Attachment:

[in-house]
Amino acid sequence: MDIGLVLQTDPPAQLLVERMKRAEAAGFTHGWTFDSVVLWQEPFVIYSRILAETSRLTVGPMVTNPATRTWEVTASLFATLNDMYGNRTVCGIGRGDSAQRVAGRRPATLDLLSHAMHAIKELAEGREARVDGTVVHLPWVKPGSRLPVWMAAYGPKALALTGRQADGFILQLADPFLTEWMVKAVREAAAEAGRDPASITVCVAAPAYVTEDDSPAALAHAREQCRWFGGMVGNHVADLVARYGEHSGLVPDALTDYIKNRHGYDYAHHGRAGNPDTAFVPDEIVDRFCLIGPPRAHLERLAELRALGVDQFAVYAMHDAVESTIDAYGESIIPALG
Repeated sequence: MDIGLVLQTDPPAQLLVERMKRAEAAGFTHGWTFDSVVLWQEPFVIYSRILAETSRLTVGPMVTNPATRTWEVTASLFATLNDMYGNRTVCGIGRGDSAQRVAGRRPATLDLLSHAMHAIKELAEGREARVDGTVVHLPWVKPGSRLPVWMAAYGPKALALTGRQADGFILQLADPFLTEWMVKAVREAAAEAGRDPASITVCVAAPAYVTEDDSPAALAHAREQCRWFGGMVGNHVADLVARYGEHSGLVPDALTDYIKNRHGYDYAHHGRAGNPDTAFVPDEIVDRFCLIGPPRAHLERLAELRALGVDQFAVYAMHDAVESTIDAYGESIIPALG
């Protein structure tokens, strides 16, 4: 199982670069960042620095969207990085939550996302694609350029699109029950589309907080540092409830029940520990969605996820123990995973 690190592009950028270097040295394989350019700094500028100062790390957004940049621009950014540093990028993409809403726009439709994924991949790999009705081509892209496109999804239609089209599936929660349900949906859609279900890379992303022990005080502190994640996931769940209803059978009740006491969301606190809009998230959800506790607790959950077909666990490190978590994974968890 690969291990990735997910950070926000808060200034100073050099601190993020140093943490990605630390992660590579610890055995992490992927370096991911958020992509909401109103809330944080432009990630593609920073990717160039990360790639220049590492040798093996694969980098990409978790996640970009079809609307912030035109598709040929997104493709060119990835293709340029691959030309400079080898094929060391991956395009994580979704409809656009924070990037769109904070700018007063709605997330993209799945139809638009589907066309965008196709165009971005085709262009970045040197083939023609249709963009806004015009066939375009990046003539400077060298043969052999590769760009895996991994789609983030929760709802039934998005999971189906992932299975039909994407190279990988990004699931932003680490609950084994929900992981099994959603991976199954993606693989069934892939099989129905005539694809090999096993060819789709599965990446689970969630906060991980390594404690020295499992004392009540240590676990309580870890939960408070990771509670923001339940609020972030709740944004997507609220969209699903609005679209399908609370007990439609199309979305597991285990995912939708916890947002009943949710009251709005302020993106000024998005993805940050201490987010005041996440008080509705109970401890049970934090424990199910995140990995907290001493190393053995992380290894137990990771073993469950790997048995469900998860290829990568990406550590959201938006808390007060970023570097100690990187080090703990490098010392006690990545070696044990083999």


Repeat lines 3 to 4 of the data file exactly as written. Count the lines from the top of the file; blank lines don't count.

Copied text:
Repeated sequence: MDIGLVLQTDPPAQLLVERMKRAEAAGFTHGWTFDSVVLWQEPFVIYSRILAETSRLTVGPMVTNPATRTWEVTASLFATLNDMYGNRTVCGIGRGDSAQRVAGRRPATLDLLSHAMHAIKELAEGREARVDGTVVHLPWVKPGSRLPVWMAAYGPKALALTGRQADGFILQLADPFLTEWMVKAVREAAAEAGRDPASITVCVAAPAYVTEDDSPAALAHAREQCRWFGGMVGNHVADLVARYGEHSGLVPDALTDYIKNRHGYDYAHHGRAGNPDTAFVPDEIVDRFCLIGPPRAHLERLAELRALGVDQFAVYAMHDAVESTIDAYGESIIPALG
């Protein structure tokens, strides 16, 4: 199982670069960042620095969207990085939550996302694609350029699109029950589309907080540092409830029940520990969605996820123990995973 690190592009950028270097040295394989350019700094500028100062790390957004940049621009950014540093990028993409809403726009439709994924991949790999009705081509892209496109999804239609089209599936929660349900949906859609279900890379992303022990005080502190994640996931769940209803059978009740006491969301606190809009998230959800506790607790959950077909666990490190978590994974968890 690969291990990735997910950070926000808060200034100073050099601190993020140093943490990605630390992660590579610890055995992490992927370096991911958020992509909401109103809330944080432009990630593609920073990717160039990360790639220049590492040798093996694969980098990409978790996640970009079809609307912030035109598709040929997104493709060119990835293709340029691959030309400079080898094929060391991956395009994580979704409809656009924070990037769109904070700018007063709605997330993209799945139809638009589907066309965008196709165009971005085709262009970045040197083939023609249709963009806004015009066939375009990046003539400077060298043969052999590769760009895996991994789609983030929760709802039934998005999971189906992932299975039909994407190279990988990004699931932003680490609950084994929900992981099994959603991976199954993606693989069934892939099989129905005539694809090999096993060819789709599965990446689970969630906060991980390594404690020295499992004392009540240590676990309580870890939960408070990771509670923001339940609020972030709740944004997507609220969209699903609005679209399908609370007990439609199309979305597991285990995912939708916890947002009943949710009251709005302020993106000024998005993805940050201490987010005041996440008080509705109970401890049970934090424990199910995140990995907290001493190393053995992380290894137990990771073993469950790997048995469900998860290829990568990406550590959201938006808390007060970023570097100690990187080090703990490098010392006690990545070696044990083999």